article image
where λ1, λ2, and λ3 are the largest to smallest eigenvalues.

To avoid any bias due to head motion in the scanner, we computed a relative motion index. This parameter was then compared between groups by using a t-test. In addition, we included this index as a covariate in the statistical analysis (see below).

White Matter Analysis

Whole-brain tract-based spatial statistics (TBSS) version 1.2,47 a voxel-based standard-space group statistical analysis (FSL version 4.1, Functional MRI of the Brain [FMRIB] Software Library [FSL]), was used for the investigation of white matter. The TBSS procedure is described in detail by Smith et al.47 In short, FA images from all subjects were coregistered into a template and then linearly aligned into Montreal Neurological Institute 152 space. These aligned FA images were then averaged to generate a cross-participant mean FA image. The mean FA image was then thinned to create a mean FA skeleton, which represents the center of all white matter fiber tracts common to the group. The mean FA skeleton was thresholded to contain only voxels with FA > 0.3 to exclude peripheral voxels with significant intersubject variability and/or partial volume effects with gray matter. Each participant's aligned FA data were then projected onto the skeleton by searching the local maxima along the perpendicular direction from the skeleton to create a skeletonized FA map. Thus, without prior perfect coregistration, the central course of each subject's fiber tract is represented on the skeleton. To analyze group differences in the other scalar measures (AD, RD, and trace), we applied the nonlinear warps obtained from the FA registration, as well as the skeleton projection of the FA data, to the other diffusion scalar volumes.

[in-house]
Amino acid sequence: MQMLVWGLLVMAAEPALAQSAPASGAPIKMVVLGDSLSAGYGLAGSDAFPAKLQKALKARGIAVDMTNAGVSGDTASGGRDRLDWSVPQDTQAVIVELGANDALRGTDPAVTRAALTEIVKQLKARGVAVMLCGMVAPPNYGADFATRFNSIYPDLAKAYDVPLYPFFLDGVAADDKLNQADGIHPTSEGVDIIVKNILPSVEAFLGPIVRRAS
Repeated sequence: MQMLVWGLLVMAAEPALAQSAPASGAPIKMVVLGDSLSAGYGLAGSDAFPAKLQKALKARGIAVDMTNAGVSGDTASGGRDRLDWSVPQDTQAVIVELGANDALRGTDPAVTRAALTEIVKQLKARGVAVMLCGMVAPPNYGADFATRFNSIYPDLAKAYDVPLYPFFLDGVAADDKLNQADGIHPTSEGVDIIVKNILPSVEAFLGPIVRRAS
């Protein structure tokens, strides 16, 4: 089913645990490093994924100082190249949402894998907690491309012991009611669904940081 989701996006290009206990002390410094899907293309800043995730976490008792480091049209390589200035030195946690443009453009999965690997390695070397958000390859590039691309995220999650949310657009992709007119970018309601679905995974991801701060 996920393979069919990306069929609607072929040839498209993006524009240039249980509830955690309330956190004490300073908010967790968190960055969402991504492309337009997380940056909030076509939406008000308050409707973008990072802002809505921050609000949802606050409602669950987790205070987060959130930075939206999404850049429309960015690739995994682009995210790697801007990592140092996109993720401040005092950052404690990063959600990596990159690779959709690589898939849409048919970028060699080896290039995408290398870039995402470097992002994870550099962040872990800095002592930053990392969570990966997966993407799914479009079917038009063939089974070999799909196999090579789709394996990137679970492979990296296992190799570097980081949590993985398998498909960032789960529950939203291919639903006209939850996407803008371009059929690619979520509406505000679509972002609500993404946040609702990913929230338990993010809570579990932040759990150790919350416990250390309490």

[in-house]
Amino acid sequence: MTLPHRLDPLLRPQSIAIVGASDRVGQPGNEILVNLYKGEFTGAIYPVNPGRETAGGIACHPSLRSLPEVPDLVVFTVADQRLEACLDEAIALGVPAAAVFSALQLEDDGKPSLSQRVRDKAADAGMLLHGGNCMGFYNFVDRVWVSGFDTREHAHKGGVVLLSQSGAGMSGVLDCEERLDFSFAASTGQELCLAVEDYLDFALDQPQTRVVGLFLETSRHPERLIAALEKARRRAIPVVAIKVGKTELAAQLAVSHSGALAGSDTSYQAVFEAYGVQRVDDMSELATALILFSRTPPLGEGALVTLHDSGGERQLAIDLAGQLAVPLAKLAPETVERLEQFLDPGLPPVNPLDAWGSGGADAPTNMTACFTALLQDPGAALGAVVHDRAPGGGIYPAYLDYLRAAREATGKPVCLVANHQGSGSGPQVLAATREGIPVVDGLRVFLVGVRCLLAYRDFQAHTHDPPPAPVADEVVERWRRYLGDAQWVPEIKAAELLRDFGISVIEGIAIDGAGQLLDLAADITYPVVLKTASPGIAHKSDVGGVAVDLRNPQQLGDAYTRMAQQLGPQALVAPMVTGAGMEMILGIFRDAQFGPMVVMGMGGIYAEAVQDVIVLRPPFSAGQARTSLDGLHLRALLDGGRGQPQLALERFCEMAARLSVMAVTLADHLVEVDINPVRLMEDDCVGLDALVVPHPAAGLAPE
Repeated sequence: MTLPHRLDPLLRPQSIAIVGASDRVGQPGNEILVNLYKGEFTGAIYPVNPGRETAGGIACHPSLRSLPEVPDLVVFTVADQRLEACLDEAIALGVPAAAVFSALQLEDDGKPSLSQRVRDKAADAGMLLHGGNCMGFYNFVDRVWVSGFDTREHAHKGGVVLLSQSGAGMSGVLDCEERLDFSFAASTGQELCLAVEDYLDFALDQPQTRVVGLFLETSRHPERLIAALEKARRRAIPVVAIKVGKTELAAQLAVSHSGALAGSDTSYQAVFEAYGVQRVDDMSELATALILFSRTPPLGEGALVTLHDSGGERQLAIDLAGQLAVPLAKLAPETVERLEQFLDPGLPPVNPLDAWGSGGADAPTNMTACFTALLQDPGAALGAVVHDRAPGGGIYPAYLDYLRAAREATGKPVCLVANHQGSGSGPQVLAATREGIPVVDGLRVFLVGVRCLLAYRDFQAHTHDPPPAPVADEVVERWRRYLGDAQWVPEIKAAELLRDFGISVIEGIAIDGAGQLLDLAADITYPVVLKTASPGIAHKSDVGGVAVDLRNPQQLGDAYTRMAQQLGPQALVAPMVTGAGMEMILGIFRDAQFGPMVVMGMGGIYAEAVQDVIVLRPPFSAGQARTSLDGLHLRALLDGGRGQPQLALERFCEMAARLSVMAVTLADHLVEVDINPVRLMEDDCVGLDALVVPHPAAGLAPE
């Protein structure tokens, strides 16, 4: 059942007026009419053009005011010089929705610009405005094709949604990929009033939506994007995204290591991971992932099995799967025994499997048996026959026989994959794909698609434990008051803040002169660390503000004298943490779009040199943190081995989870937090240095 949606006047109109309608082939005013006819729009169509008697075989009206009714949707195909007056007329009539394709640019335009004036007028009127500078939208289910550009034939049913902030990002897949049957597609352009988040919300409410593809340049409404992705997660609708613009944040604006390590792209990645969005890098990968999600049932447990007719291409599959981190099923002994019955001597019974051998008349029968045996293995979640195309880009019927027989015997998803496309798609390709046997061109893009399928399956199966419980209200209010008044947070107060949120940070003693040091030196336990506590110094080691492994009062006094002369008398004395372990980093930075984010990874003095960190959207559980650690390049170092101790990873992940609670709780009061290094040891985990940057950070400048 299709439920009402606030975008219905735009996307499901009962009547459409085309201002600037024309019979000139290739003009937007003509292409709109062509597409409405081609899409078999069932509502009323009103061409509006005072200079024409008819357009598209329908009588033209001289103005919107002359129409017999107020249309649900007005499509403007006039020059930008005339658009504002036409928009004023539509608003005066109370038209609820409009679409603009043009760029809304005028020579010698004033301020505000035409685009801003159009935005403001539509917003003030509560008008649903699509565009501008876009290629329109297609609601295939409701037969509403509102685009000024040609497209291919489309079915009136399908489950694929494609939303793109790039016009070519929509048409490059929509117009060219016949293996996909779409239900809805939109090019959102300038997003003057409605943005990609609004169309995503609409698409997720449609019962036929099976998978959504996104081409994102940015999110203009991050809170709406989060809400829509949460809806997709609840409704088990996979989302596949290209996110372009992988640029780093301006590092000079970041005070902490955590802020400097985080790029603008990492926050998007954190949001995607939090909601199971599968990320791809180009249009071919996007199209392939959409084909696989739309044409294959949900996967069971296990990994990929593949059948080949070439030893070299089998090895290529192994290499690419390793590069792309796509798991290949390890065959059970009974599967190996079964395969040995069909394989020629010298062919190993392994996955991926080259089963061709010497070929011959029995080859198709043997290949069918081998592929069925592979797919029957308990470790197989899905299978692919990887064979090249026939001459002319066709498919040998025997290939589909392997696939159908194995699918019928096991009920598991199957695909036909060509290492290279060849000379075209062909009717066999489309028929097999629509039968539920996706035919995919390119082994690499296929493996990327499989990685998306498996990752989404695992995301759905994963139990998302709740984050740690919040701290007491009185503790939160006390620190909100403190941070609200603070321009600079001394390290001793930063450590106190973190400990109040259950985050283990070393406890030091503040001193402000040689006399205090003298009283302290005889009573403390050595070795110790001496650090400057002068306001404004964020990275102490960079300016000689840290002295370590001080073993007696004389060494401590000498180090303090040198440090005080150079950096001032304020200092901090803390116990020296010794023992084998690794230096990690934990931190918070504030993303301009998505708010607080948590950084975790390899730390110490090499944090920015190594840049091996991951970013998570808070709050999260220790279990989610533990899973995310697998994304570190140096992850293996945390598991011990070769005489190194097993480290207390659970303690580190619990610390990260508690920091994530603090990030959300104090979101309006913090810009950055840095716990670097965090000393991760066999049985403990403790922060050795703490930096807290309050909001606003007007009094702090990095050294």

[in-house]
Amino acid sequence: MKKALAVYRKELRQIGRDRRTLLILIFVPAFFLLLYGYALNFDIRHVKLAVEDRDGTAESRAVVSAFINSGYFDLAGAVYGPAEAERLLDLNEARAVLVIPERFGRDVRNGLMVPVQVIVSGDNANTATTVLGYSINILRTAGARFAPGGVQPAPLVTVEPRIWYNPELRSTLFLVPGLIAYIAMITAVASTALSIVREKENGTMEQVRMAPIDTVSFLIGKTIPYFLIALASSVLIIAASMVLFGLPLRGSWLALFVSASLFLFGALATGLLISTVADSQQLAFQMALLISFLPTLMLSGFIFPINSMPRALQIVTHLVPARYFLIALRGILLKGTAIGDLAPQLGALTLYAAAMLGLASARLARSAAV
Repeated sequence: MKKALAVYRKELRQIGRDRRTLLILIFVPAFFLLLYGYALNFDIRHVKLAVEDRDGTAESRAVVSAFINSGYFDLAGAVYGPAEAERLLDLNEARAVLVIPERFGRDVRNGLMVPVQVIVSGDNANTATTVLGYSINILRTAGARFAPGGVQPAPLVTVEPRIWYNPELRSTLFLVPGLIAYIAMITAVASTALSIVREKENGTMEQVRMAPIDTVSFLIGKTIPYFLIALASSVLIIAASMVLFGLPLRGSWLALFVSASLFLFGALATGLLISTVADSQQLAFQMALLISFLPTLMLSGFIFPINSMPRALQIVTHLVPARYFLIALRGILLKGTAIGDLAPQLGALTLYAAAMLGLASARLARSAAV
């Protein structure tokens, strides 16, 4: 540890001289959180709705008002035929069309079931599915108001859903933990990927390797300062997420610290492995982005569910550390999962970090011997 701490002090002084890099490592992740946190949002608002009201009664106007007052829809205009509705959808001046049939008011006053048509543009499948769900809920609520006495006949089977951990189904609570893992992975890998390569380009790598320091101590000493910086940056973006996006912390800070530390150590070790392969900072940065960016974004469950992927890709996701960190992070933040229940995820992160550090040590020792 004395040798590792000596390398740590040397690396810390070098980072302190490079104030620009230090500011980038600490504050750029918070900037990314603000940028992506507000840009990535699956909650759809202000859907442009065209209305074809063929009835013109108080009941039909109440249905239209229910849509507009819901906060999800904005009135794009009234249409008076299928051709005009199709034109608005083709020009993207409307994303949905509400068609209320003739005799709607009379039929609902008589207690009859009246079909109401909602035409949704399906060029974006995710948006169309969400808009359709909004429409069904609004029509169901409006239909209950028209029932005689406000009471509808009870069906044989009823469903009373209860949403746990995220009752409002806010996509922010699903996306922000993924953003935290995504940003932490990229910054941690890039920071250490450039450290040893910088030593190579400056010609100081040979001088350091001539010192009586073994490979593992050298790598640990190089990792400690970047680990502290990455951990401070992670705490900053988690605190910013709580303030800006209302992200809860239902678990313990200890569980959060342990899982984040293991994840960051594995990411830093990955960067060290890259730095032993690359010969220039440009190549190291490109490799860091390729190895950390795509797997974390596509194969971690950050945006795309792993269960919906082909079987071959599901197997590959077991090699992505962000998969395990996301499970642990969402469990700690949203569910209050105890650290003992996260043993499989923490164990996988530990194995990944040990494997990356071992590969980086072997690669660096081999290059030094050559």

Statistical Analyses

Group comparisons for each voxel on the skeleton were performed by a nonparametric permutations-based test (Randomise, Functional MRI of the Brain [FMRIB] Software Library [FSL]). Threshold-free cluster enhancement was used to avoid choosing an arbitrary initial cluster-forming threshold. The data were tested against an empirical null distribution generated by 5000 permutations for each contrast, thus providing statistical maps fully corrected for multiple comparisons across space. A corrected value of p < 0.05 was considered significant. The test was linearly adjusted for age, handedness, sex, and motion, even though there was no significant difference in these variables between the groups (Table 1). Statistical maps plotting the corrected p values were visualized using FSL (TBSS_fill and FSLView). The Pearson linear analysis was used to assess the correlation between DTI parameters and measures of cognitive function. The Spearman rank correlation was used when normal distribution was not given. A p value < 0.05 was considered statistically significant.